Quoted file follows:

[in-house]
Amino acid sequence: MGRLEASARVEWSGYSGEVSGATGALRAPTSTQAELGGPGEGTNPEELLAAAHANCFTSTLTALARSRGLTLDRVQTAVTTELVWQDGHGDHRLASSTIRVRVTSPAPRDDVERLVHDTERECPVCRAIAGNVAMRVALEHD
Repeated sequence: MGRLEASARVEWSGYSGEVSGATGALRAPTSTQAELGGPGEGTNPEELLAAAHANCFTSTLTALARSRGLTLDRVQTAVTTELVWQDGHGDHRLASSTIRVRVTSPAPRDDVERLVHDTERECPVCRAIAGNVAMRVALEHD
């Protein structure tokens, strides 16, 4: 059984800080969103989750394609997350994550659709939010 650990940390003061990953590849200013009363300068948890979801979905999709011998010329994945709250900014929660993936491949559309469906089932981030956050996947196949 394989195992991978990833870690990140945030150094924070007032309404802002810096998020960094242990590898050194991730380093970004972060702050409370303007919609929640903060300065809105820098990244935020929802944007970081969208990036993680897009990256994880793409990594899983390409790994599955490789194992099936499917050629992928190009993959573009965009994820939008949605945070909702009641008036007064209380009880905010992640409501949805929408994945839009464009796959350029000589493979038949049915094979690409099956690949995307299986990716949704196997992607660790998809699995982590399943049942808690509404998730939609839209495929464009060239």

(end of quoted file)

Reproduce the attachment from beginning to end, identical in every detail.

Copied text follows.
[in-house]
Amino acid sequence: MGRLEASARVEWSGYSGEVSGATGALRAPTSTQAELGGPGEGTNPEELLAAAHANCFTSTLTALARSRGLTLDRVQTAVTTELVWQDGHGDHRLASSTIRVRVTSPAPRDDVERLVHDTERECPVCRAIAGNVAMRVALEHD
Repeated sequence: MGRLEASARVEWSGYSGEVSGATGALRAPTSTQAELGGPGEGTNPEELLAAAHANCFTSTLTALARSRGLTLDRVQTAVTTELVWQDGHGDHRLASSTIRVRVTSPAPRDDVERLVHDTERECPVCRAIAGNVAMRVALEHD
């Protein structure tokens, strides 16, 4: 059984800080969103989750394609997350994550659709939010 650990940390003061990953590849200013009363300068948890979801979905999709011998010329994945709250900014929660993936491949559309469906089932981030956050996947196949 394989195992991978990833870690990140945030150094924070007032309404802002810096998020960094242990590898050194991730380093970004972060702050409370303007919609929640903060300065809105820098990244935020929802944007970081969208990036993680897009990256994880793409990594899983390409790994599955490789194992099936499917050629992928190009993959573009965009994820939008949605945070909702009641008036007064209380009880905010992640409501949805929408994945839009464009796959350029000589493979038949049915094979690409099956690949995307299986990716949704196997992607660790998809699995982590399943049942808690509404998730939609839209495929464009060239």